Editor’s Note form Bert: I am a bit more of a coffee snub than Lanny.  Instead of purchasing K-Cups, I buy whole bean coffee from a local coffee shop or grocery store and grind my own coffee.  When I run out of coffee, I usually make a trip to Whole Foods and buy a pound of their freshly roasted coffee.  Instead of paying $10.99 per pound, I buy the variety that is on sale for $8.99/lb that week. Each bag of coffee will produce between 45-50 cups of coffee, so my average cost per cup is only $.199/cup or $.179, respectively (All depending how much coffee I can squeeze out of a bag).  Take that Lanny!

5.) Bonfire vs. Bar Night

Lanny: The last two weekends – a great group of friends (including Bert), have had bonfires instead of going out to the over-priced “scene”.  If you are out and about, with the average price of a drink on the weekends at (to be conservative) $4.50 – 4 drinks out add up to roughly $18 before throwing in a tip, so lets round to $20.  That’s if you are solo with no “rounds” being ordered, which happens usually once.  If you are with a girlfriend/significant other – lets double that if you happen to always treat, boom $40 now the night has tallied, in drinks alone.  Sure, those nights are awesome, and fun – you get to try new places, see faces, meet new people – but doing that 1-2 nights per week adds up.  Toss in a conservative $10 plate for 2 plus tip = $25, total for the night = $50.00  Alternative: Last night’s bonfire – I had two bottles of previously purchased wine (sunk cost) that I’ve been wanting to drink ($0), plus picked up firewood ($5) – for a total of really $5.00 being spent that day.  If you want to INCLUDE the the two bottles – We can say it was a $25/night.  But those two bottles of wine contained 5 drinks per bottle, so 10 drinks for the evening (when a glass of wine at a wine-bar/restaurant can usually go on a conservative range from $6-$10/glass).  By doing this activity – we saved roughly $25, but we also ate at the bonfire as that is what someone else contributed to the night!  So we ate, drank and hung out for 5 hours without paying a valet or parking fee for $25.  If you ate, had 10 drinks and paid for parking = that is EASILY a $100+/night at a restaurant.  We had a view of lake erie, bonfire going, music and about 10 people total including us.  Say you do a similar activity once a week to save $25 X 52 weeks = $1,300 in savings for a year.  If you invest this every month for 35 years at a 6% return with no re-investment = $154,338 in value, at a 3.5% rate provides $5,400 roughly in dividend income.  Opt for the moment with friends instead of the “fad”.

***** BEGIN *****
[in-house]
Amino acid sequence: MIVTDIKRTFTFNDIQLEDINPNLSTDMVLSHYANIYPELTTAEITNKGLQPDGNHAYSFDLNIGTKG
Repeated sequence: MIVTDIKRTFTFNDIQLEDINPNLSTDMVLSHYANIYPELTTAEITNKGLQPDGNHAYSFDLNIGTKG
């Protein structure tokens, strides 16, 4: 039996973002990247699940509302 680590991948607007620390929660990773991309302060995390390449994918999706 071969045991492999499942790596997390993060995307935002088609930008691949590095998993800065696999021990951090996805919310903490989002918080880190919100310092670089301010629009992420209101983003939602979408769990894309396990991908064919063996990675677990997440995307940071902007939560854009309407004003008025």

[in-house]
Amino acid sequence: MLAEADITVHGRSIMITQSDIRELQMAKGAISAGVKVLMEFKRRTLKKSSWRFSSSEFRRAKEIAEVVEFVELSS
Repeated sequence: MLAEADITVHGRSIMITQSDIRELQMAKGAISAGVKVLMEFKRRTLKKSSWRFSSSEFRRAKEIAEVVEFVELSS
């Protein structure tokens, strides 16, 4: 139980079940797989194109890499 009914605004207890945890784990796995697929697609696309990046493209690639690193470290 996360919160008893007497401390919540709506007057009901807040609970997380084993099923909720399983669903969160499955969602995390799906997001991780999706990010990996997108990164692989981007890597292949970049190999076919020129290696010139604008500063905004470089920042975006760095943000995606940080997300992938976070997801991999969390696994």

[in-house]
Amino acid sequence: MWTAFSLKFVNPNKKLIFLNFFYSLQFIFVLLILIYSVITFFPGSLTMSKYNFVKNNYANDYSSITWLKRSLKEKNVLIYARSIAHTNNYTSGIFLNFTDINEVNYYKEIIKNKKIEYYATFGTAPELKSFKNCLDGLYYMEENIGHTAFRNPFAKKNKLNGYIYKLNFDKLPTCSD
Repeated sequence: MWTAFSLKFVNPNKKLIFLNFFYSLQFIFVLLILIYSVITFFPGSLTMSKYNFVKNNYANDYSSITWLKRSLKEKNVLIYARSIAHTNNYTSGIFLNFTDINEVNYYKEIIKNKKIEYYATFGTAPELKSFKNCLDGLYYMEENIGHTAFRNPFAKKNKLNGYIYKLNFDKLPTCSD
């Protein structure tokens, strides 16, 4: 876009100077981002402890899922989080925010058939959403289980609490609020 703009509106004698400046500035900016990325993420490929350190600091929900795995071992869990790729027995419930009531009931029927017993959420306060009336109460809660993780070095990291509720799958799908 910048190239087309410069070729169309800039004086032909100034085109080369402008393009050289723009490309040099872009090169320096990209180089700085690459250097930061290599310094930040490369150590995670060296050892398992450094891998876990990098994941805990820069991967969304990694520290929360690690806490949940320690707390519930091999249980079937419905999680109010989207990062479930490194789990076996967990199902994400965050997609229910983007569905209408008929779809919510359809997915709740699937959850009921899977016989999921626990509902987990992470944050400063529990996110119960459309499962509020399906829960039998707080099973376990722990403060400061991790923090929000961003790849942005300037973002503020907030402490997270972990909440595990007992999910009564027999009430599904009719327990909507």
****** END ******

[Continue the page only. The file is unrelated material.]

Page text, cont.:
6.) Cut the Cord!

Lanny: This was described in my earlier post.  In summary, you could save $50/month (pretty low approach as I know it’s typically higher) and save $600/year but not having cable or cutting your cable bill.  If you invest $50/month, every month for 35 years at a 6% rate of return, the value = $71,235 and at a rate of 3.5% = $2,493 in annual dividend income.  Heck, take that money and invest into a telecommunications/cable provider in AT&T like we do!

7.) Packing a Lunch Vs. Buying

Bert: How many people have co-workers that buy their lunch everyday?  I can think of at least 10 at my workplace that leave our office everyday to buy their lunch from a local restaurant.  I am all for supporting local businesses and I try to purchase goods from them every chance I get.  However, racking up $8 lunch after $8 lunch can make a serious dent in your wallet and savings account.   Instead of buying your lunch everyday, pack your lunch! While your grocery bill may seem large, when you divy up slices of bread for a sandwich, a small bag of chips, fruit/vegetables, and a snack your cost per meal is much cheaper than the $8 meal from a restaurant (And it most likely a healthier options s well!).  Based on your individual shopping habits, I put together an analysis showing the potential savings you can earn if you were to choose to pack you lunch. It is time to bust out the Brown Bag!

Lunch Analysis

Editor’s Note from Lanny: Bert, you spend at least $4.00 a day when you pack your lunch? What the heck are you packing yourself? All jokes aside, as you can see with my grocery list in bullet point number 1, I am a very frugal grocery shopper and I tend to pack relatively inexpensive lunches. I am a pretty consistent packer, so a typical lunch for me is as follows (Including the cost per item).  Peanut-butter Sandwich: $0.20 for Bread + $0.11 for peanut-butter + $0.60 for 1 serving of Greek Yogurt + $0.39 for a 1lb banana + $0.20 for 1 serving of carrots.  Total = $1.50 per day, savings of $6.50 per day, $32.50 per week, $140.83 per month or $1,690 per year!  Using our current parameters of 35 years, investing every month at a conservative 6% rate without dividend reinvestment = $240,642 in value within that time frame!  Further, at 3.5% yield, that provides $8,422 in dividend income.  I’ll reach for the jar of Jiff before I reach into my pocket for plastic, especially since most meals you make at home are healthier than going out to eat.

Summary